6 Ways to Address Collinearity in Regression Models

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Linear regression methods serve as a frequent launching point for those venturing into predictive analytics. Their roots lay in the advent of classical statistics (Francis Galton, cousin of the famed Charles Darwin, mentions “regression toward mediocrity” as far back as 1886), making them amongst the most heavily investigated and well-understood statistical methods. Their ease of interpretation makes them incredibly powerful in the context of controlled experiments, and their inclusion in nearly all modern statistical computation packages renders them approachable to even novice statistical modelers.

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Unfortunately, linear regression methods come with a list of caveats, many of which are no different than the caveats associated with most methods hailing from classical statistics. More patient people than us have outlined these assumptions at length (no intro stats curriculum would be complete without a discourse on the assumptions required for the proper application of linear regression methods). Consequently, this post will focus on a problem that, in the author’s opinion, is far too frequently overlooked in academic settings: the problem of predictor collinearity.

In statisticscollinearity refers to an exact or approximate linear relationship between two explanatory variables

Standard linear regression methods are known to fail (or, at least, perform sub-optimally) in the presence of highly correlated predictors. If the ultimate goal of the analysis is prediction (as opposed to interpretation of specific predictor-outcome relationships), some additional processing may be needed in order to produce a viable predictive model. In no particular order, we present six ways to deal with highly correlated data when developing a linear regression model. It should be noted that the recommendations below apply specifically to continuous outcome models, i.e., models in which the dependent variable is a real-valued number.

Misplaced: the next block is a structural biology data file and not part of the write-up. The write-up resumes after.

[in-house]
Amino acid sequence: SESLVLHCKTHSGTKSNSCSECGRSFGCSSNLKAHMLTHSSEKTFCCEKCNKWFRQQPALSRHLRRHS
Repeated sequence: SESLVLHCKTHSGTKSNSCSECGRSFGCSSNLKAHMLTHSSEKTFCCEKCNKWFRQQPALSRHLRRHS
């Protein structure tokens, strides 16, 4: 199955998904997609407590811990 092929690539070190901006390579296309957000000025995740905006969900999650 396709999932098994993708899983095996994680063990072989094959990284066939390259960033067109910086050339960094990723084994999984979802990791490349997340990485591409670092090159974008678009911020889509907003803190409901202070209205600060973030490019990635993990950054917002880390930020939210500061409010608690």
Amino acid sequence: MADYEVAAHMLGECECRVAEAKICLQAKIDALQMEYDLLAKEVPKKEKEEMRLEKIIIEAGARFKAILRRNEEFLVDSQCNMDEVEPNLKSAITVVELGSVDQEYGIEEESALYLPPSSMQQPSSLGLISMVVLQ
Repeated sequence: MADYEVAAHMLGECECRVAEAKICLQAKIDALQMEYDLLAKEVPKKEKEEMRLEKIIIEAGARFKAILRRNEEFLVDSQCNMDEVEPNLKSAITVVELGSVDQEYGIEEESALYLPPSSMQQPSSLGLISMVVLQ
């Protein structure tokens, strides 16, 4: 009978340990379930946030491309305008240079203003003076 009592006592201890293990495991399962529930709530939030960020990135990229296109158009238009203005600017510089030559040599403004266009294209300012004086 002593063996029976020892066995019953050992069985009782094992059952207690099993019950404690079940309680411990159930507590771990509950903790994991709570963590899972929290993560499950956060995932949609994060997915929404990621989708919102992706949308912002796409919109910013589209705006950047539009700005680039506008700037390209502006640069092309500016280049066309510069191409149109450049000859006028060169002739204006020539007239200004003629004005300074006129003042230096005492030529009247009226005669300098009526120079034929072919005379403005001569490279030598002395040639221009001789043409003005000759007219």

*Note: This is, by no means, meant to provide a thorough, technical overview of each topic. Instead, our goal is to identify some of the potential solutions to the collinearity problem in linear regression, spark conversation amongst practitioners and enthusiasts, serve as a starting point for those venturing into the realm of predictive analytics, and provide links to some of the relevant additional reading on each topic.

1) Manual Variable Selection

Highly correlated predictors contain redundant information. Consequently, removing individual features that are highly correlated with other predictors may produce viable predictive models with little loss in predictive power. The Variance Inflation Factor (VIF) of a predictor can be used to identify and eliminate potentially redundant features.  This method allows for a high degree of user input, but can prove tedious in cases with datasets containing excessive numbers of potential predictors. Alternatively, univariate correlations can be used to identify candidate predictors. This approach, however, necessarily ignores multivariate relationships in the data. Multicollinearity (i.e., predictors that are related to linear combinations of other predictors) may still prove an issue after univariate correlations are considered. This is especially true in large, high dimenstional data sets.

2) Tree-based Automatic Variable Selection

 

The canonical decision tree example: predicting outside play based on current weather conditions.

Decision trees provide a sort of automatic variable selection, as tree-based methods only include features that provide a legitimate contribution to the model’s overall performance. These methods are typically easy to implement and interpret, with feature selection resulting as a necessary part of the tree building process. More advanced tree-based methods (such as bagged or boosted trees), however, require an additional tuning parameter that must be manually specified by the user. Although a variety of techniques exist to augment this selection process, this adds a level of complexity to overall model development. Addtionally, tree-based regression methods provide viable predictive models in and of themselves. Using tree-based methods to select inputs for a linear regression model may be unnecessary, as tree-based methods produce useful, stand-alone predictive models.